What are speed bumps?
Speeding on residential streets is a common concern reported by citizens. Speed bumps are often requested because they are perceived as a quick and effective solution to speeding. Speed bumps are ridges of pavement, usually 3 inches high, placed across a roadway. Theoretically, the bumps are intended to be uncomfortable to drive over if crossed too quickly, and should force cars to slow down as they pass over them. However, speed bump installations have been associated with maintenance, safety, and liability concerns.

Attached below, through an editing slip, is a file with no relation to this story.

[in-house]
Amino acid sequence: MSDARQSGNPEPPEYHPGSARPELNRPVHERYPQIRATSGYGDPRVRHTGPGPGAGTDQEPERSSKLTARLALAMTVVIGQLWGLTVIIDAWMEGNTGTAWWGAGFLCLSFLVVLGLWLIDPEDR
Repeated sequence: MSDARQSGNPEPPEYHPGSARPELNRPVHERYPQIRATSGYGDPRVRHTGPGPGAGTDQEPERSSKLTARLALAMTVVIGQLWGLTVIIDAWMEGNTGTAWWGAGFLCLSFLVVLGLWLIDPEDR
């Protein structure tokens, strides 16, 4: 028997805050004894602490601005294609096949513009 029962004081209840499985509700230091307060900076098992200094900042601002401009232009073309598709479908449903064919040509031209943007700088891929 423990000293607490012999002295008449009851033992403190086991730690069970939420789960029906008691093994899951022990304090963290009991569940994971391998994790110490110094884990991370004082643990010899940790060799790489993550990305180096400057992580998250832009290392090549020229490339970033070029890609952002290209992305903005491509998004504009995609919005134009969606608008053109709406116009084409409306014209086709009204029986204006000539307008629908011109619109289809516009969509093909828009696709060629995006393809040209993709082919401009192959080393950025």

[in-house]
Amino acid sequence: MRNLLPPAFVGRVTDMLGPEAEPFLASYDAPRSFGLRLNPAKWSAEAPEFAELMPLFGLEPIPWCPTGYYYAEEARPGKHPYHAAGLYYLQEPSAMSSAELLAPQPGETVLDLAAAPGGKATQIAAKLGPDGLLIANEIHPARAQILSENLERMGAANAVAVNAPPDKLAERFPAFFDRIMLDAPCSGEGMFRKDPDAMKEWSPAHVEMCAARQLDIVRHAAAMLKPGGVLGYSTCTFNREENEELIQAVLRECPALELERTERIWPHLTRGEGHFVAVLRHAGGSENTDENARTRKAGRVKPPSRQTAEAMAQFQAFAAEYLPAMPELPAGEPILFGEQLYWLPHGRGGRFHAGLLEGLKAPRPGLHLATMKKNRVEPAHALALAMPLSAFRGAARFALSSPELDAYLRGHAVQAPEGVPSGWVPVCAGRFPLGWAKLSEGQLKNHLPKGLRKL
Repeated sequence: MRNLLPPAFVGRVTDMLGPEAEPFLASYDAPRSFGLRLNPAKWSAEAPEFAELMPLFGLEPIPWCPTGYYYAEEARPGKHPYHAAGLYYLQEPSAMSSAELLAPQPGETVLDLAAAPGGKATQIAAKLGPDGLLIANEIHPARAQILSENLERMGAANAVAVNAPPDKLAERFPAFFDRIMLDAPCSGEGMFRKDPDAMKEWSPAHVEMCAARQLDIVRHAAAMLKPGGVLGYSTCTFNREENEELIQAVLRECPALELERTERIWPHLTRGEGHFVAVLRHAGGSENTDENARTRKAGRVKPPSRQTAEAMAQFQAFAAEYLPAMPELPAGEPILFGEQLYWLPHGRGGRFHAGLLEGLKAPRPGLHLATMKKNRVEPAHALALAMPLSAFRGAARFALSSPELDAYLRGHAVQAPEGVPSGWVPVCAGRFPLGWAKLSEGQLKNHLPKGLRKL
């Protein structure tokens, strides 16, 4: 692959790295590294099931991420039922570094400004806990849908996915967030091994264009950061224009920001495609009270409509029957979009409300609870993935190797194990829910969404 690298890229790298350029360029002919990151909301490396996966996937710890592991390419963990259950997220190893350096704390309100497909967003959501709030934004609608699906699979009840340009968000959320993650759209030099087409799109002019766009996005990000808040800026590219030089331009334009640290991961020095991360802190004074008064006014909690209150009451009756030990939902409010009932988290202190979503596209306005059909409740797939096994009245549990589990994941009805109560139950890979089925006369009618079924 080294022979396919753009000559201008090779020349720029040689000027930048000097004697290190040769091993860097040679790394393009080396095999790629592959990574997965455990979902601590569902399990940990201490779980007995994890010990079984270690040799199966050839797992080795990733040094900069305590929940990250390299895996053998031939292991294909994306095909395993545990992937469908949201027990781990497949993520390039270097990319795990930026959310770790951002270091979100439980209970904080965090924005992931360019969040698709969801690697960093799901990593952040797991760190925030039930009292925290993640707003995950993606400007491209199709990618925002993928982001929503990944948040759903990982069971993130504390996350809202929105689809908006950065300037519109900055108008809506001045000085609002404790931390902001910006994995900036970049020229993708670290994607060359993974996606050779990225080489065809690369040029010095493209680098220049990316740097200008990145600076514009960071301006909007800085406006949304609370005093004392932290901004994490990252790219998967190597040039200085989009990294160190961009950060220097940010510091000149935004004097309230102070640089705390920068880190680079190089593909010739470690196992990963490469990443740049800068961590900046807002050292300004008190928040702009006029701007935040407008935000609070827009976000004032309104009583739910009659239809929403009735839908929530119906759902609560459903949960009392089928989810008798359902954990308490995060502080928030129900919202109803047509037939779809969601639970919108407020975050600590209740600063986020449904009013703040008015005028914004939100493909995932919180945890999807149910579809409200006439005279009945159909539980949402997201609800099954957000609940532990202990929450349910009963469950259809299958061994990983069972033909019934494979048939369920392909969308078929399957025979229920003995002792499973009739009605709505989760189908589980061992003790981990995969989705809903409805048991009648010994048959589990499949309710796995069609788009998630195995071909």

Are speed bumps safe?
Tests of speed bumps raise questions about their safety and effectiveness. Test results indicate that:
- Speed bumps do not significantly reduce vehicle speeds once the vehicle leaves the speed bump.
- Speed bumps present a potential hazard to all vehicles and an immediate danger to bicyclists, motorcyclists, and emergency vehicles.
- Traffic volumes increase on adjacent streets since drivers tend to avoid streets with speed bumps.
What about Liability?
Results of various studies have raised concerns about the potential dangers of speed bumps. Speed bumps are not recognized by the State of Colorado as an official traffic control device. Injuries caused by speed bumps may result in significant additional liability for the City. For these reasons, the City of Englewood does not use speed bumps on public streets and alleys.